describes the National Wildlife Refuge System and its legal history
offers a detailed breakdown of the 1997 act, including its purpose, designated uses, comprehensive planning provisions, substantive management criteria, and public participation aspects
considers individual refuges and specific issues that apply to only certain refuges
discusses oil and gas development in refuges
offers observations about how well the refuge system law resolves historic tensions and achieves modern conservation goals
A separate chapter examines the special rules governing refuges in Alaska and considers the contentious debate over the Arctic National Wildlife Refuge. Appendixes offer a reference of acronyms and abbreviations, a chronology of the refuge system's development, key statutory provisions (including the full text of the 1997 act), and basic information about each national wildlife refuge.
With an approach to conservation that is increasingly prevalent around the world, the National Wildlife Refuge System is an important model for sustainable resource management, and the book's analyses of the refuge system's ecological management criteria, conflicts between primary and subsidiary uses, and tension between site-specific standards and uniform national goals all offer important lessons for environmental governance generally.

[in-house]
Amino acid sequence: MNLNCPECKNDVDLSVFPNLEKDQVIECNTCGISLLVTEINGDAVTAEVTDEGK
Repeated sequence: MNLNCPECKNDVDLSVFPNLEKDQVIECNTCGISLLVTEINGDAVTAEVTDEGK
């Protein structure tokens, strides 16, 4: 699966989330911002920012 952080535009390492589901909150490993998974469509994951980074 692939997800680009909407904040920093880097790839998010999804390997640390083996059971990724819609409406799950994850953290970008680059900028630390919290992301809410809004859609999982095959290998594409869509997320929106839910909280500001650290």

In the spring of 2014, rancher Cliven Bundy and his armed supporters engaged in a standoff with Bureau of Land Management agents, and once again, the federal management of public lands was in the national spotlight. The conflict arose because Bundy had not paid required grazing fees and a federal judge ordered the confiscation of his cattle. The ensuing media coverage highlighted information that may have surprised those outside the rural West: the federal government manages 640 million acres of public land, with over 90 percent of it in the West.